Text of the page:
FIG. 1 illustrates an example operating environment;

FIGS. 2A and 2B include a perspective view and an exploded perspective view of an example yoyo and FIG. 2C includes an enlarged view of a portion thereof;

FIGS. 3A and 3B include a side view and an enlarged side view of an example yoyo;

FIGS. 4A and 4B include top views of an example yoyo, one in which a string is wound about the axle and one in which the string is not wound about the axle;

FIGS. 5A and 5B include a perspective view and a top view of another example yoyo;

FIG. 6 includes a perspective view of another example yoyo fitted with a mounting apparatus; all arranged in accordance with at least one embodiment described herein.

DETAILED DESCRIPTION OF SOME EXAMPLE EMBODIMENTS

Example embodiments described herein improve upon U.S. Patent Publication No. 2016/0184720 A1, which is incorporated herein by reference in its entirety.

In an effort to utilize the spin of a yoyo to create thrust, U.S. Pat. No. 5,066,258 to Tomberlin discloses a returning flying toy which incorporates propellers into a yoyo mechanism. A string is connected to an axle of Tomberlin's toy. Extending outward from the axle on both sides of the string are propellers which create thrust when the yoyo is thrown. Edge guards are proposed as two ring-shaped objects, each connected to the outer ends of the propellers, one on each set of propellers on both sides of the string.

Tomberlin emphasizes a user motion of snapping the wrist when throwing Tomberlin's toy in describing the use of Tomberlin's toy. It is herein proposed that the need for such a snapping of the wrist is due to Tomberlin's failure to identify and develop critical features which make such an object more easily thrown by the user. Tomberlin discloses a device which lacks at least three critical elements for much-improved ease of use for the user.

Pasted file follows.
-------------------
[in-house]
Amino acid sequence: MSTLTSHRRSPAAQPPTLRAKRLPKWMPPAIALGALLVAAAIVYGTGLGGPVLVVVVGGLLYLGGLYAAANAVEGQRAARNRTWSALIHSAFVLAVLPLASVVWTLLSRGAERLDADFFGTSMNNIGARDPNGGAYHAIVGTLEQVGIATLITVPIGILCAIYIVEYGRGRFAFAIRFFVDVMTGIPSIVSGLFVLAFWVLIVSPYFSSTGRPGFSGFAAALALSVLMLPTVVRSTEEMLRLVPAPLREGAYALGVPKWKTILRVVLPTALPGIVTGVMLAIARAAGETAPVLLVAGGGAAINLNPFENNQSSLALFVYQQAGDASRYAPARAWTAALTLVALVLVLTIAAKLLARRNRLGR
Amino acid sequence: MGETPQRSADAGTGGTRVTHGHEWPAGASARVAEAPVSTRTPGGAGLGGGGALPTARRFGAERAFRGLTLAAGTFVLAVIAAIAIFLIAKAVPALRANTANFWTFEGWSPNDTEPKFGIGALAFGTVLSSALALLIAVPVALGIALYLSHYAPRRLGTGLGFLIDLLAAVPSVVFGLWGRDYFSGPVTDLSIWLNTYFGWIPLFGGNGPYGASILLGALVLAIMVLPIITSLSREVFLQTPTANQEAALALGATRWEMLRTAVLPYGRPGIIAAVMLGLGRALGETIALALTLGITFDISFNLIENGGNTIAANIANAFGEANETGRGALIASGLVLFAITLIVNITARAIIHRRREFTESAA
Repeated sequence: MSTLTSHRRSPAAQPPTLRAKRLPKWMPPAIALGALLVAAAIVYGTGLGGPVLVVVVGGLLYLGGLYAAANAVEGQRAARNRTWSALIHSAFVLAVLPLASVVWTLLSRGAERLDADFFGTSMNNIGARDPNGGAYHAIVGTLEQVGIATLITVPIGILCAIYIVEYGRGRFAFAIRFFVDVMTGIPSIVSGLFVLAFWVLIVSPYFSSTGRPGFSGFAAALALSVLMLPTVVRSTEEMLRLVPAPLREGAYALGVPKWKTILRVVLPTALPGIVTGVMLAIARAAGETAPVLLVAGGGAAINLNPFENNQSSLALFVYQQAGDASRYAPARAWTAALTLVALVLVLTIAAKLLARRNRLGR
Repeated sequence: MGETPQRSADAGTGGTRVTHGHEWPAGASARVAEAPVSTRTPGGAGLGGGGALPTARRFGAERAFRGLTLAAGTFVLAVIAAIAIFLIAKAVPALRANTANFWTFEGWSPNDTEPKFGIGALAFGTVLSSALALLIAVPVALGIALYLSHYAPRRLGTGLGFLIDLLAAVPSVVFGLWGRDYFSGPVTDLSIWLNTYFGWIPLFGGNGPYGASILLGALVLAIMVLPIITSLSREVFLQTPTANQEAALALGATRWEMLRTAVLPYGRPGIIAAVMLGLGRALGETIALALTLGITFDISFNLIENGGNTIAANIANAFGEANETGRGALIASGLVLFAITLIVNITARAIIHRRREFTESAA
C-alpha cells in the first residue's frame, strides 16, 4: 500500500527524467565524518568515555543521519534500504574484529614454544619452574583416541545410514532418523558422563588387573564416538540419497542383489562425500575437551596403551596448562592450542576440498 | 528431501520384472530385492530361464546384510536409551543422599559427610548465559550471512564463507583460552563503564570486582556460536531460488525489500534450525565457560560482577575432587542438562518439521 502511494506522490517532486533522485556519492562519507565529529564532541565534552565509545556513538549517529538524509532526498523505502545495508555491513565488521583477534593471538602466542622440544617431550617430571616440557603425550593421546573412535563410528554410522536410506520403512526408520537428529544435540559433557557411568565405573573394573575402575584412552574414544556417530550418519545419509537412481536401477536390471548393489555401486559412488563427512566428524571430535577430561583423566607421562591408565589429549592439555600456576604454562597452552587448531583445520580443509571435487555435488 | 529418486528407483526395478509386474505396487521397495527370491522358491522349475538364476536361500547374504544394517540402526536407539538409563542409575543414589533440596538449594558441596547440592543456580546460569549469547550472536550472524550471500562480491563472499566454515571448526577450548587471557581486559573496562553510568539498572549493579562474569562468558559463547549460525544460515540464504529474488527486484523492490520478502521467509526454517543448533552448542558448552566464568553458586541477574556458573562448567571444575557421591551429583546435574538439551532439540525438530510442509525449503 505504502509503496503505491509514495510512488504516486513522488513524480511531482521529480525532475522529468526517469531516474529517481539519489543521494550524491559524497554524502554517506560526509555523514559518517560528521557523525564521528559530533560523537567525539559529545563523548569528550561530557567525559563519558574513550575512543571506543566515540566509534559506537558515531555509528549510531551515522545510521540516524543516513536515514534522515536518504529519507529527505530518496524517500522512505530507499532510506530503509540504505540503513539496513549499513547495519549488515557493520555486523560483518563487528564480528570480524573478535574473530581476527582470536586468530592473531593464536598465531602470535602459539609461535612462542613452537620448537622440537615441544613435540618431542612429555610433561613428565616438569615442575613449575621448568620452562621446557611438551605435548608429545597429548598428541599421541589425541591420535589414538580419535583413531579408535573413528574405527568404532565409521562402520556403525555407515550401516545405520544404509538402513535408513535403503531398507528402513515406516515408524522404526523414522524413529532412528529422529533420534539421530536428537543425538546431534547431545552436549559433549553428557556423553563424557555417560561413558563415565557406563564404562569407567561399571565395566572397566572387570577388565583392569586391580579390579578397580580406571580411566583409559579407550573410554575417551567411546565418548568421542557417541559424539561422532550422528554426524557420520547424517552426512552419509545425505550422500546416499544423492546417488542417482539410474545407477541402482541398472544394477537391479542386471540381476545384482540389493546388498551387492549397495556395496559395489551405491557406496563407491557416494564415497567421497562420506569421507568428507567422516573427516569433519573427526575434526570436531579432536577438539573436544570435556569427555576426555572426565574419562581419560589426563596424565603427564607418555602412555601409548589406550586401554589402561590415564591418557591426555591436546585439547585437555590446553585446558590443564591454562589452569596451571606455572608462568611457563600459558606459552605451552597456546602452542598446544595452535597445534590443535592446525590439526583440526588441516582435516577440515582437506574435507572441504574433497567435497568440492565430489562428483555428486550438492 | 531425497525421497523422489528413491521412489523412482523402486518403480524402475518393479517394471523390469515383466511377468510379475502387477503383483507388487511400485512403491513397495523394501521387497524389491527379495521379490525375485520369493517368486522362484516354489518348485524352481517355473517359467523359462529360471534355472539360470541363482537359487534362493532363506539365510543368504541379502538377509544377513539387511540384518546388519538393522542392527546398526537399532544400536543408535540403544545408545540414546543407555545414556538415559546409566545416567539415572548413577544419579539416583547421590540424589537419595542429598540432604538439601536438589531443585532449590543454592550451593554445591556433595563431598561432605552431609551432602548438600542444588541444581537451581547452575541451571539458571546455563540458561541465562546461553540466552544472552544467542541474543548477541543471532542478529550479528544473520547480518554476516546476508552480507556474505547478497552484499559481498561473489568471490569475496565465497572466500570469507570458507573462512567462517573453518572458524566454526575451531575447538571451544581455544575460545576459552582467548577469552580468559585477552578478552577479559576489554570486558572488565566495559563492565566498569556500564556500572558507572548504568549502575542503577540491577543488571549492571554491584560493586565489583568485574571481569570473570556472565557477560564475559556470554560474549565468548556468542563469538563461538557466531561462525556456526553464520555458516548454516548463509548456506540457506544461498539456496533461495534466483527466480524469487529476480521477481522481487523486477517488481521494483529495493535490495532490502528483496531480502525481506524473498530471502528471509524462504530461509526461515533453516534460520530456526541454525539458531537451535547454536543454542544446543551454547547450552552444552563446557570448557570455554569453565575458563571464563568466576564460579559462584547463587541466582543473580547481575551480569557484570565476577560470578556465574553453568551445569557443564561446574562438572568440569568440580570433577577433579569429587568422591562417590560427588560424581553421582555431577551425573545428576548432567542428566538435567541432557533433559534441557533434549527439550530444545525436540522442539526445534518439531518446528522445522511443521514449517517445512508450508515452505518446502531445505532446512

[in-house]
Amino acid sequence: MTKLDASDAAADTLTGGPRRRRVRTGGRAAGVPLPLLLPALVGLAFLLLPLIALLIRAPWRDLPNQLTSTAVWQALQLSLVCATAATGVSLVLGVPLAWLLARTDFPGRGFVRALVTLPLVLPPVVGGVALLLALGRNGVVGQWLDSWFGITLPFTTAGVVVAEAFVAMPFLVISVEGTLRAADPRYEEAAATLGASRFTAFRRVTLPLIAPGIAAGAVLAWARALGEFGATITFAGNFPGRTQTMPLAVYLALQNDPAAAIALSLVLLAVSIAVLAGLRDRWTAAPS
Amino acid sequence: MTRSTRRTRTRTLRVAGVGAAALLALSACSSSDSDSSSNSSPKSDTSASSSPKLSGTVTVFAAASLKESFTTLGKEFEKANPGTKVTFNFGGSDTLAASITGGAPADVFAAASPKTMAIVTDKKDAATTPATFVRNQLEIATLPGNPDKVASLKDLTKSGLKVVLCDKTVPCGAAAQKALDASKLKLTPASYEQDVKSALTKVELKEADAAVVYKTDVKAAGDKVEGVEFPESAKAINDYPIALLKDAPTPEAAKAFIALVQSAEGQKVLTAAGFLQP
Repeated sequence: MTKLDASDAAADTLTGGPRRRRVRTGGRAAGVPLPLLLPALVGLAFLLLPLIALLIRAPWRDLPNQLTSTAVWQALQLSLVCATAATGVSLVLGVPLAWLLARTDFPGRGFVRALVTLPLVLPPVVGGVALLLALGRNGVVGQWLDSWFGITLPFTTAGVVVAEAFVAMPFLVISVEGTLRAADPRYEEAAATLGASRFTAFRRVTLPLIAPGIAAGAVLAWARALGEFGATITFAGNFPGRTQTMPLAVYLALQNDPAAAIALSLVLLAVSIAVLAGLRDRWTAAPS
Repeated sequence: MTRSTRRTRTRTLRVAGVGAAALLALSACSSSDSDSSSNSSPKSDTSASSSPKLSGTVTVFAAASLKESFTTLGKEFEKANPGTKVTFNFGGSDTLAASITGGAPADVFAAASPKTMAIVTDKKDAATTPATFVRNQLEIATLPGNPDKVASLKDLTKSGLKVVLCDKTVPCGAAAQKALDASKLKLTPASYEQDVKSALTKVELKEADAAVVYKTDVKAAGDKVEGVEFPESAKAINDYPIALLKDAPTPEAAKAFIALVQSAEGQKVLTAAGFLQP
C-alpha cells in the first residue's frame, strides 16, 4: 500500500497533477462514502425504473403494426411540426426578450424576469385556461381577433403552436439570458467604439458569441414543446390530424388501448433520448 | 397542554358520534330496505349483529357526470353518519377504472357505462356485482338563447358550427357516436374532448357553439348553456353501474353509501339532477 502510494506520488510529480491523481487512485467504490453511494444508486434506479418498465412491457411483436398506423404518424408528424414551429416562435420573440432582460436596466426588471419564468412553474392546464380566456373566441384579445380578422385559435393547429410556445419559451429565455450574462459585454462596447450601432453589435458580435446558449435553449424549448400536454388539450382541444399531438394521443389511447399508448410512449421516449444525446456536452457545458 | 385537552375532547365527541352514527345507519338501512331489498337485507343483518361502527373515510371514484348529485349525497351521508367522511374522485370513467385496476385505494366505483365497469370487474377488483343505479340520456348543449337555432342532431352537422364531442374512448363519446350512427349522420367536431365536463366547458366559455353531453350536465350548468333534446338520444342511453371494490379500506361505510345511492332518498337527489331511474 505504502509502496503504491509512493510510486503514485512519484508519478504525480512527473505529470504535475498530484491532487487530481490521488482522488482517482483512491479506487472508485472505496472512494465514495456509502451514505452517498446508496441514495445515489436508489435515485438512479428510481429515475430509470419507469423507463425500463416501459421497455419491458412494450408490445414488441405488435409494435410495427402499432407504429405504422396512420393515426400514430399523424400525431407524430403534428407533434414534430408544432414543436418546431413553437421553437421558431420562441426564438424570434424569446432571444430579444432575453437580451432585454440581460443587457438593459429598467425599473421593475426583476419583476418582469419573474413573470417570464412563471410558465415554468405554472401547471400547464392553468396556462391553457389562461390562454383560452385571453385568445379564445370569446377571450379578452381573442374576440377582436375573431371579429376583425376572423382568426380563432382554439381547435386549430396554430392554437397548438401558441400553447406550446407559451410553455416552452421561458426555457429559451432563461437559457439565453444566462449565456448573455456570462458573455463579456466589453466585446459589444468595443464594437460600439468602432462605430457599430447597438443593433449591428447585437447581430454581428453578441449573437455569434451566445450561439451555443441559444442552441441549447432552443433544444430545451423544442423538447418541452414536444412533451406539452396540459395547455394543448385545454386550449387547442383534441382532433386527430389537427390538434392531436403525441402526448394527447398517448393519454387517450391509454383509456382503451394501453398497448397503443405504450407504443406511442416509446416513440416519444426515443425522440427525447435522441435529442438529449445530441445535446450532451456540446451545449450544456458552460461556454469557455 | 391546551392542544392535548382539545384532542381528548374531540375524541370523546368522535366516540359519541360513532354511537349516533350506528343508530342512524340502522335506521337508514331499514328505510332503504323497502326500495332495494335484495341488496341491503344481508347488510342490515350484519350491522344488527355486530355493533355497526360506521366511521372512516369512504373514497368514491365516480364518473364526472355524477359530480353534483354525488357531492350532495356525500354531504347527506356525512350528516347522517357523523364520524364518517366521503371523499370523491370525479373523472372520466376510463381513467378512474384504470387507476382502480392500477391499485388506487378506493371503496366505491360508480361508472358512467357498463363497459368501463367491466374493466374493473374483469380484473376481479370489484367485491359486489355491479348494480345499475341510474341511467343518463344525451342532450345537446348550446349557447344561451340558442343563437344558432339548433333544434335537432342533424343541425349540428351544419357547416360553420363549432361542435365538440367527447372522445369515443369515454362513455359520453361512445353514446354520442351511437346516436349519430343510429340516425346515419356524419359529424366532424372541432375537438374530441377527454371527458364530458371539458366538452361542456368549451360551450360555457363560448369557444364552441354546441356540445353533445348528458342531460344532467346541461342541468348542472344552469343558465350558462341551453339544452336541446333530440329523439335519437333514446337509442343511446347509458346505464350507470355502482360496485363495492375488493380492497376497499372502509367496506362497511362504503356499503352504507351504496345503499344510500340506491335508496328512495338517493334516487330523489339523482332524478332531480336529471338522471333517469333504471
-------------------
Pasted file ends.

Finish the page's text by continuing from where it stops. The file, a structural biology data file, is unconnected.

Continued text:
First, Tomberlin's bodies which bound the string as it is wound around the axle are too far apart relative to the diameter of the string. For instance, FIGS. 3 and 5 of Tomberlin (e.g., the only detailed elevation views of Tomberlin's toy) illustrate a gap between these bodies which is about four times a diameter of the string. Tomberlin's wide gap results in the string not reaching a sufficiently large winding radius when wound around the axle. In contrast to Tomberlin's toy which will necessarily have a relatively small winding radius even when the string is fully wound due to the relatively wide gap, some embodiments described herein have a relatively narrow gap between bodies which results in a relatively larger winding radius when the string is fully wound around the axle. The relatively larger winding radius according to some embodiments described herein increases the torque placed on the yoyo by the string when the yoyo is thrown compared to a yoyo like Tomberlin's with a relatively small winding radius. The increased torque in turn results in an increase in rotational speed and therefore an increase in thrust provided by propeller blades of the yoyo as disclosed herein compared to Tomberlin's toy with its relatively small winding radius even when Tomberlin's string is fully wound around Tomberlin's axle.